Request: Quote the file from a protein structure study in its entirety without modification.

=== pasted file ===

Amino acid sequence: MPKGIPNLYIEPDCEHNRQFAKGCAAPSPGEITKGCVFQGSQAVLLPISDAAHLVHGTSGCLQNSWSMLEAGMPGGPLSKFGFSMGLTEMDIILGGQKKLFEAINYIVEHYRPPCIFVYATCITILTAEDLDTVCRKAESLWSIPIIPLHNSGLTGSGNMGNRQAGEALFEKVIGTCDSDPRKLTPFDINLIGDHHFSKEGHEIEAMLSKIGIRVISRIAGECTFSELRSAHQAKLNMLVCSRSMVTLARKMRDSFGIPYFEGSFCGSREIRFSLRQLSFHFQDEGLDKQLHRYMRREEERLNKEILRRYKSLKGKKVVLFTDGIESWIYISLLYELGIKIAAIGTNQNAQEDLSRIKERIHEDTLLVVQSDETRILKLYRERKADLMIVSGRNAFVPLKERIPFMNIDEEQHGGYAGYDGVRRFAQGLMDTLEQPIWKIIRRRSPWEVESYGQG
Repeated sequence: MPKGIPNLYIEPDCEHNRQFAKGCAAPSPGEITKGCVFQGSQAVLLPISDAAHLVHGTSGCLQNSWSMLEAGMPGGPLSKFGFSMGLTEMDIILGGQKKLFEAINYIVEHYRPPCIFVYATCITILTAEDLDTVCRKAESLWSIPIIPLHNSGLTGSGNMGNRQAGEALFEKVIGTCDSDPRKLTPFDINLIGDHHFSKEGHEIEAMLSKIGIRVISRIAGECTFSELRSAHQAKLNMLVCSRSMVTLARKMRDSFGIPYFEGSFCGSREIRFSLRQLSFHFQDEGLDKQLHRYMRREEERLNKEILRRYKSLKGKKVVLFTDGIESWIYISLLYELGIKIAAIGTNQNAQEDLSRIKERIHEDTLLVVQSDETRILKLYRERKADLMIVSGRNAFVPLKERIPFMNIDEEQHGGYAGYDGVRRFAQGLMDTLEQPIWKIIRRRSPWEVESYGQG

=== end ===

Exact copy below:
Amino acid sequence: MPKGIPNLYIEPDCEHNRQFAKGCAAPSPGEITKGCVFQGSQAVLLPISDAAHLVHGTSGCLQNSWSMLEAGMPGGPLSKFGFSMGLTEMDIILGGQKKLFEAINYIVEHYRPPCIFVYATCITILTAEDLDTVCRKAESLWSIPIIPLHNSGLTGSGNMGNRQAGEALFEKVIGTCDSDPRKLTPFDINLIGDHHFSKEGHEIEAMLSKIGIRVISRIAGECTFSELRSAHQAKLNMLVCSRSMVTLARKMRDSFGIPYFEGSFCGSREIRFSLRQLSFHFQDEGLDKQLHRYMRREEERLNKEILRRYKSLKGKKVVLFTDGIESWIYISLLYELGIKIAAIGTNQNAQEDLSRIKERIHEDTLLVVQSDETRILKLYRERKADLMIVSGRNAFVPLKERIPFMNIDEEQHGGYAGYDGVRRFAQGLMDTLEQPIWKIIRRRSPWEVESYGQG
Repeated sequence: MPKGIPNLYIEPDCEHNRQFAKGCAAPSPGEITKGCVFQGSQAVLLPISDAAHLVHGTSGCLQNSWSMLEAGMPGGPLSKFGFSMGLTEMDIILGGQKKLFEAINYIVEHYRPPCIFVYATCITILTAEDLDTVCRKAESLWSIPIIPLHNSGLTGSGNMGNRQAGEALFEKVIGTCDSDPRKLTPFDINLIGDHHFSKEGHEIEAMLSKIGIRVISRIAGECTFSELRSAHQAKLNMLVCSRSMVTLARKMRDSFGIPYFEGSFCGSREIRFSLRQLSFHFQDEGLDKQLHRYMRREEERLNKEILRRYKSLKGKKVVLFTDGIESWIYISLLYELGIKIAAIGTNQNAQEDLSRIKERIHEDTLLVVQSDETRILKLYRERKADLMIVSGRNAFVPLKERIPFMNIDEEQHGGYAGYDGVRRFAQGLMDTLEQPIWKIIRRRSPWEVESYGQG